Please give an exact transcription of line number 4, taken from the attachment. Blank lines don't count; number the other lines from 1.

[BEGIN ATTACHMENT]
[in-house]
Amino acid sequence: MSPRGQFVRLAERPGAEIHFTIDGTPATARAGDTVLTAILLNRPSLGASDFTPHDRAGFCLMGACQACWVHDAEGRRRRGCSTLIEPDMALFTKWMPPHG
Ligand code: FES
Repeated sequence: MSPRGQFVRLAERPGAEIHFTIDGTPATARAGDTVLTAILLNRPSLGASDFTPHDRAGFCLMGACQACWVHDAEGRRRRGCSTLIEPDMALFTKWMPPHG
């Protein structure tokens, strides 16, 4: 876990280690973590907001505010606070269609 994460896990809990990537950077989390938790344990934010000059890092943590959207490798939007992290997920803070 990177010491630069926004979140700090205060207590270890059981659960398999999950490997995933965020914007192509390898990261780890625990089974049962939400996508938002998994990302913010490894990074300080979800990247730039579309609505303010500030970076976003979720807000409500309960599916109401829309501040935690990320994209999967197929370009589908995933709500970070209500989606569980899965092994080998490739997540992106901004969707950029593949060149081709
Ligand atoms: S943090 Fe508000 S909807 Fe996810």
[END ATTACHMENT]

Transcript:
Repeated sequence: MSPRGQFVRLAERPGAEIHFTIDGTPATARAGDTVLTAILLNRPSLGASDFTPHDRAGFCLMGACQACWVHDAEGRRRRGCSTLIEPDMALFTKWMPPHG